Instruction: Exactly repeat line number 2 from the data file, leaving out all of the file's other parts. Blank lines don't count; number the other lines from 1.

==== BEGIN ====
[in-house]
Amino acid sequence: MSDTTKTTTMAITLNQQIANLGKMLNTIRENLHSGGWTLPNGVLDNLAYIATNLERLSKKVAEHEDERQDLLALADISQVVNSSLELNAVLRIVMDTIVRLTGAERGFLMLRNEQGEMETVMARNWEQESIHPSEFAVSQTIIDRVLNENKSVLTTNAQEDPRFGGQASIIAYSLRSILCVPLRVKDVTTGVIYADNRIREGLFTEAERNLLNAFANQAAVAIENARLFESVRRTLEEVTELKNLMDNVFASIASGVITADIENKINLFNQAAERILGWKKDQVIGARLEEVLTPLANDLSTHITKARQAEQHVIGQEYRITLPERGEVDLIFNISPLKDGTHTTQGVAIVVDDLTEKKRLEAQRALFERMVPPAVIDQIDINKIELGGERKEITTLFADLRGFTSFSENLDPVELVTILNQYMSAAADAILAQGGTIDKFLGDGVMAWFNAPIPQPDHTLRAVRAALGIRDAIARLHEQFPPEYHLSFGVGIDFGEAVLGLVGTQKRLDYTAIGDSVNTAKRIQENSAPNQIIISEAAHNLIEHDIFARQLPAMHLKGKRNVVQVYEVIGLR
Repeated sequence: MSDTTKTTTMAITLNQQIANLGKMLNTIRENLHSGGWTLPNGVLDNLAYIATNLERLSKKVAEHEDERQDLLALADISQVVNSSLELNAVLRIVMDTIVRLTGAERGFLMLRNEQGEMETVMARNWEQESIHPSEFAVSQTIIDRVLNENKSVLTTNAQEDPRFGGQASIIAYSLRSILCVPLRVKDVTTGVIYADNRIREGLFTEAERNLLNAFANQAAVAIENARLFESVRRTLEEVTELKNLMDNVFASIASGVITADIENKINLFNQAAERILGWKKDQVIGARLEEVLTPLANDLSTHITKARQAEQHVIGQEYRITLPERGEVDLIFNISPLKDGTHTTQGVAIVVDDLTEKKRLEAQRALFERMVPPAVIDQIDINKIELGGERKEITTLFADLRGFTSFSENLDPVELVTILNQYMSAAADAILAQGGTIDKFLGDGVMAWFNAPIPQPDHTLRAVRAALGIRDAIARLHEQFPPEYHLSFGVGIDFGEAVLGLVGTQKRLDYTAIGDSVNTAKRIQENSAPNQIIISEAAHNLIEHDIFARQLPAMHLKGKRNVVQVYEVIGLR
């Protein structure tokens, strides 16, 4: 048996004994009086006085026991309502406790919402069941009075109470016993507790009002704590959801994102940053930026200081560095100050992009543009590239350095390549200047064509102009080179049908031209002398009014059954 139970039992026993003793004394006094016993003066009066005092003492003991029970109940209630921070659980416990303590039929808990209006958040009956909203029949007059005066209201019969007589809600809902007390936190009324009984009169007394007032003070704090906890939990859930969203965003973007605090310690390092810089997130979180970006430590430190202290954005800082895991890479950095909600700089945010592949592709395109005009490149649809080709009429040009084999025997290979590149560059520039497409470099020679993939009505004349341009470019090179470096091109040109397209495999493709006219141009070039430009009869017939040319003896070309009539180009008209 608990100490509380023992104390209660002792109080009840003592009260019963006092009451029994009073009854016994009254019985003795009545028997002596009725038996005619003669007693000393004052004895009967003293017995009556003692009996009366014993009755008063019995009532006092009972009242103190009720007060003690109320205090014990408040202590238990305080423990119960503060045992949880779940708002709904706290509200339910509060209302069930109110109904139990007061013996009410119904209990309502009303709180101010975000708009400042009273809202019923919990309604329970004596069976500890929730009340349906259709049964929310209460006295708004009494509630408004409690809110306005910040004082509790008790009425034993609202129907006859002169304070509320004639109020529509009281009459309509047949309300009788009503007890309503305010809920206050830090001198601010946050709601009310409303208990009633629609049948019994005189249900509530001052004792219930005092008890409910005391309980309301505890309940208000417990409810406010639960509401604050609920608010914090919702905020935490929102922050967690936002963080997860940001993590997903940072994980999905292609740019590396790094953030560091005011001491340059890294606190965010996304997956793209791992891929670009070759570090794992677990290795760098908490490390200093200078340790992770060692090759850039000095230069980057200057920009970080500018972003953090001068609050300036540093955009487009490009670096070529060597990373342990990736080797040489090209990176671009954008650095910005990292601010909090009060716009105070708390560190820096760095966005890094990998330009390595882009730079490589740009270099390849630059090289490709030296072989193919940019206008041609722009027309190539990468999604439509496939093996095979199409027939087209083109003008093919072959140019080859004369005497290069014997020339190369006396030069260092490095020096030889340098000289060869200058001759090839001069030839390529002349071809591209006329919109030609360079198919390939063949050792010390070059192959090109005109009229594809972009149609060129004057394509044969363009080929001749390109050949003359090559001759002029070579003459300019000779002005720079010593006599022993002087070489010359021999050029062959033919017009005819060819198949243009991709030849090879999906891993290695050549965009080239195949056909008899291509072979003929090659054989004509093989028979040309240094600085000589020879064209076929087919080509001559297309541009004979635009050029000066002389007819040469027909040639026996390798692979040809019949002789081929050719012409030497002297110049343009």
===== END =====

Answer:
Amino acid sequence: MSDTTKTTTMAITLNQQIANLGKMLNTIRENLHSGGWTLPNGVLDNLAYIATNLERLSKKVAEHEDERQDLLALADISQVVNSSLELNAVLRIVMDTIVRLTGAERGFLMLRNEQGEMETVMARNWEQESIHPSEFAVSQTIIDRVLNENKSVLTTNAQEDPRFGGQASIIAYSLRSILCVPLRVKDVTTGVIYADNRIREGLFTEAERNLLNAFANQAAVAIENARLFESVRRTLEEVTELKNLMDNVFASIASGVITADIENKINLFNQAAERILGWKKDQVIGARLEEVLTPLANDLSTHITKARQAEQHVIGQEYRITLPERGEVDLIFNISPLKDGTHTTQGVAIVVDDLTEKKRLEAQRALFERMVPPAVIDQIDINKIELGGERKEITTLFADLRGFTSFSENLDPVELVTILNQYMSAAADAILAQGGTIDKFLGDGVMAWFNAPIPQPDHTLRAVRAALGIRDAIARLHEQFPPEYHLSFGVGIDFGEAVLGLVGTQKRLDYTAIGDSVNTAKRIQENSAPNQIIISEAAHNLIEHDIFARQLPAMHLKGKRNVVQVYEVIGLR